By Emma Spence
It can be incredibly daunting to present at your first international conference, but it needn’t be. There are innumerable resources readily available to help you construct the perfect presentation- from what to put on your PowerPoint slides to how to prepare for questions. This post addresses a few practical considerations for conference newbies.
1) Know your environment
Visit the room that you are due to present in as soon as you can when you arrive at the conference. This way you will be familiar with the room layout and can better visualize your presentation during your final practice run. Also, knowing how the room is laid out, where you’ll stand, and whether or not for example there is a lectern or whether you would have to hold notes etc will ease your anxiety on the day of your presentation.
2) Learn from others
If possible go and see other presentations before your own so that you know what to expect. How did others present? Did they sit and read, stand and point, or pace up and down? What worked? What was off-putting? Should you change your technique? How do your PowerPoint slides compare in terms of clarity and function as a visual aid? Seeing first-hand how others present will help you improve your own presentation style.
3) Know what to expect
Arrive to your session early and with plenty of time to load your PowerPoint on to the PC. Double check the running order with the session conveners. Will the Chair use prompt sheets to ensure timely presentations? Will questions follow each presentation or will they come at the end of the session? Knowing what to expect will help ease tension in the build-up to delivering your presentation.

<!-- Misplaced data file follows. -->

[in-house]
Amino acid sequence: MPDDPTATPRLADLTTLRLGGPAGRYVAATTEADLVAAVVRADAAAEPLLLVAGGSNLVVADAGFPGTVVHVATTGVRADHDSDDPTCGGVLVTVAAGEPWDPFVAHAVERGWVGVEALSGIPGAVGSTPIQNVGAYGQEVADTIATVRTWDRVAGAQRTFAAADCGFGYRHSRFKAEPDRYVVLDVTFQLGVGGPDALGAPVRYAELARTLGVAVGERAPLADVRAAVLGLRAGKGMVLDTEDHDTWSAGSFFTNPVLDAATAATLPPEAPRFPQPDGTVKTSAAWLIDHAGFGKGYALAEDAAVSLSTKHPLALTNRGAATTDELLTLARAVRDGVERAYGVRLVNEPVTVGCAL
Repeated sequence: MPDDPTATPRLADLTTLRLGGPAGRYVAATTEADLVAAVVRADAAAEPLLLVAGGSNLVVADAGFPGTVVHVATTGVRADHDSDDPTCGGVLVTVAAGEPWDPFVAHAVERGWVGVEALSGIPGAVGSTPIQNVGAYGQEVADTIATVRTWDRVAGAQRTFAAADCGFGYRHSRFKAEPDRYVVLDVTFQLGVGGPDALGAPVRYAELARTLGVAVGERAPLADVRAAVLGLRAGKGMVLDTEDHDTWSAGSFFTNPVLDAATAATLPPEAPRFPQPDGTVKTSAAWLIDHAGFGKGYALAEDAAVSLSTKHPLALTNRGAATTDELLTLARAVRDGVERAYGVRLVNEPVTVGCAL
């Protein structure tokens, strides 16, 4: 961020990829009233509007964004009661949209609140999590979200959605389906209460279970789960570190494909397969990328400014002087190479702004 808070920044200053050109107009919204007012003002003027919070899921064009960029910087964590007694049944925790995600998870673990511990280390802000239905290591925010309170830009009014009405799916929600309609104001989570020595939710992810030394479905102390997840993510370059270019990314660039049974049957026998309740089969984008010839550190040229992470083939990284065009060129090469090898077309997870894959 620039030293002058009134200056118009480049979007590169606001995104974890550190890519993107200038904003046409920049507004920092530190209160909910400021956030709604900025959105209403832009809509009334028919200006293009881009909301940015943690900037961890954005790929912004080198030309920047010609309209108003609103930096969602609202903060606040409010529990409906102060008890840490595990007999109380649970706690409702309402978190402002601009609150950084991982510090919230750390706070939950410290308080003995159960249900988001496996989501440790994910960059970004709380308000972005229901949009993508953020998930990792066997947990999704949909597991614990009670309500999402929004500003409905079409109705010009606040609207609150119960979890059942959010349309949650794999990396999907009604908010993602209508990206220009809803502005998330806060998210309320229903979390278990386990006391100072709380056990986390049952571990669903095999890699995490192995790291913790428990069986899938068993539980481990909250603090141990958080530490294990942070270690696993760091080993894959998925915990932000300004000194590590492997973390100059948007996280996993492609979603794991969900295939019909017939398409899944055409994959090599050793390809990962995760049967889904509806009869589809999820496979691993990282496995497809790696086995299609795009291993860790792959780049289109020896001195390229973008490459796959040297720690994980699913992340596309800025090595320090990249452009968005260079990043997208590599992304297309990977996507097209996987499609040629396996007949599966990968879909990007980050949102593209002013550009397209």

4) Do what feels comfortable
We all want to be able to deliver impeccable note-free enthusiastic and inspiring Ted-like lectures of our research. In reality, especially in the earlier stages of our academic careers, we’re a little shakier. So when deciding whether to present with or without notes- do what feels comfortable- whether that is reading from your notes, or going freestyle. As long as you are well prepared and can deliver your material confidently and with some enthusiasm, the audience will forgive any over-reliance on notes.
5) Enjoy it!
The audience is there because they want to hear about your work, so reward them with an enthusiastic, engaging, and enjoyable presentation. The more you enjoy it, the better the reception from the audience will be.
6) Don’t rush off
As tempting as it may be to dart to the nearest pub as soon as you’ve been clapped back to your seat, don’t rush off right away. Take your time leaving and speak with people in the audience. Chances are they’ll have some helpful suggestions and/or some nice things to say about your presentation that were not covered in the Q&A- so go seek them out.
7) Rookie mistake
And finally, when you’re done DON’T FORGET TO COLLECT YOUR USB STICK!!
Got any more tips? What do you wish you knew before you presented at your first international conference? Share your experiences…